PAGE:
As a long-time fan of the Grenache-based wines, it embarrasses to admit that only yesterday did I buy my first bottle of Cannonau, the Italian version of Grenache. The bottle I purchased was the 2004 Sella & Mosca Cannonau di Sardegna, I wine I had enjoyed a few months earlier from a restaurant wine list. The wine reminded me of a good Gigondas or Cairanne.
The Cannonau grape, I have learned, was brought to Sardinia from Spain in the 14th century, when the Spanish ruled the island. Ampelographers believe that it corresponds with the Canonazo of Seville and the Garnaxa of Aragon. One smell or taste will convince you that it is also a close relative of the Grenache of the Southern Rhone (as well as the Garnacha of Spain).
Cannonau is widely planted on Sardinia, but production remains low because of the traditional "alberello" pruning practices that limit yields. Low yields, of course, mean more concentrated flavors. I am sure that modernized practices are being introduced in Sardinia as they are elsewhere in the world, and they are always a mixed blessing. With newer pruning methods, Sardinian Cannonau wines are less alcoholic and more drinkable than they once were, I read. Are they also less concentrated, I wonder?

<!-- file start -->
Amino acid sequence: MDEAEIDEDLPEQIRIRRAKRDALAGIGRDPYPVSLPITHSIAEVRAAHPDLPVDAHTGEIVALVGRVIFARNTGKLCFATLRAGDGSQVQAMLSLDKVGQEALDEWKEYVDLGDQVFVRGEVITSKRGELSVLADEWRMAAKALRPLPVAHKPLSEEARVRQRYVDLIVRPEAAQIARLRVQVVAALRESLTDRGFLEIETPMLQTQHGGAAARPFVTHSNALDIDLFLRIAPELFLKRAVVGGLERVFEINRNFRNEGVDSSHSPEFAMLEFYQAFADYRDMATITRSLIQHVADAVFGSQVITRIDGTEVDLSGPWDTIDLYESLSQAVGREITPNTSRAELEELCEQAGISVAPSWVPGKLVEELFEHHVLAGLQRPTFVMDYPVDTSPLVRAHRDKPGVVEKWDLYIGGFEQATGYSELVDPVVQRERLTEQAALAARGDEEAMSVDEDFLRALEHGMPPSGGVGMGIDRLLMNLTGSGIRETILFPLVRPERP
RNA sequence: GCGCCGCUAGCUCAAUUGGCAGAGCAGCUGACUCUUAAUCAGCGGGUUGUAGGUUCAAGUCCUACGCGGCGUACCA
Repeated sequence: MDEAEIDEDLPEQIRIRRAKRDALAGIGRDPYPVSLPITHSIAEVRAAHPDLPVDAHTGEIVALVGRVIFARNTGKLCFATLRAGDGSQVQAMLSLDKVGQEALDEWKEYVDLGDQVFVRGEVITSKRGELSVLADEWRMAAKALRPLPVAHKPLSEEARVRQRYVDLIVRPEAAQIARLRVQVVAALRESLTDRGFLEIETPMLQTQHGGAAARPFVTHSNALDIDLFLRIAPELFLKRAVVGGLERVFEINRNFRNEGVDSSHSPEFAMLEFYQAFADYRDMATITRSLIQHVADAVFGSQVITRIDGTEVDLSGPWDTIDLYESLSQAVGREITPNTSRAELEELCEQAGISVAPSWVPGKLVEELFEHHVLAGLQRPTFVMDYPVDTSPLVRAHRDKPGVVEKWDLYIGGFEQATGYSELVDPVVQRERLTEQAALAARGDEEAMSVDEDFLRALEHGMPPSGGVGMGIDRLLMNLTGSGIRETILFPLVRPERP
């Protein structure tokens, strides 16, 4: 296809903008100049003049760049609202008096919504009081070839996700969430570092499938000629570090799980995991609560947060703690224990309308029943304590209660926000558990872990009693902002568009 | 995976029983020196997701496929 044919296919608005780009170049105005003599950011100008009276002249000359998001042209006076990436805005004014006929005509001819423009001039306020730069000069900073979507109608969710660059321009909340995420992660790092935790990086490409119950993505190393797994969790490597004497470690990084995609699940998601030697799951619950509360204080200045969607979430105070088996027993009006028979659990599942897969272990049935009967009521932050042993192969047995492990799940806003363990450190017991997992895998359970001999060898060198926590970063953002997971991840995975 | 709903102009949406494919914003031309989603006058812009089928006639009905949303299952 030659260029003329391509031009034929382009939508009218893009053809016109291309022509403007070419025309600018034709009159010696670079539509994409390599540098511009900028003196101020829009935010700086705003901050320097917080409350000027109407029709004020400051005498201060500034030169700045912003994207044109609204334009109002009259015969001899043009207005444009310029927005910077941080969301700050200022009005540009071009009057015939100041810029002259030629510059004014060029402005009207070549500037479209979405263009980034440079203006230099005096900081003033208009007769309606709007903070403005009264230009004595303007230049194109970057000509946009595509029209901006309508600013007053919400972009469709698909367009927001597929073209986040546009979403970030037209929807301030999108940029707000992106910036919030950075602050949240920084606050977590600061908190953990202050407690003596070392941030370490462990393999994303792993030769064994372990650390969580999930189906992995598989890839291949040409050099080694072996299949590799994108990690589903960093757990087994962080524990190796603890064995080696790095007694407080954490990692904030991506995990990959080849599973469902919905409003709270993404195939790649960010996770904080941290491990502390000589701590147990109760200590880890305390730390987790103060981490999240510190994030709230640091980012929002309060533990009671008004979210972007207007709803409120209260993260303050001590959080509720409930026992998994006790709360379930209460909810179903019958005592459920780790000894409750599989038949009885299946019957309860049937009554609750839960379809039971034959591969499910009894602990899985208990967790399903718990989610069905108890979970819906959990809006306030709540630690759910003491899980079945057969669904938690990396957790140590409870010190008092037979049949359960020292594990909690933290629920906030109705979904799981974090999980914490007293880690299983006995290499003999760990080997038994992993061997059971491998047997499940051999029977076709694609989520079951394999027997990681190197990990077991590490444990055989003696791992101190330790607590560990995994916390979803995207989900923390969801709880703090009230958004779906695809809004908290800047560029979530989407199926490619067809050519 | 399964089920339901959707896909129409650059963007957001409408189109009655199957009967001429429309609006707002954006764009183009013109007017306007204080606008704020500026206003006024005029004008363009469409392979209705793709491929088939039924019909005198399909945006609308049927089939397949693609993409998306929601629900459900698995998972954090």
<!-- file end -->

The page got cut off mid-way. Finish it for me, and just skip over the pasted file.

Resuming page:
Cannonau di Sardinia is now on my radar. I am looking forward to trying the Sella & Mosca again and will have my eye out for other Cannonau di Sardinia wines.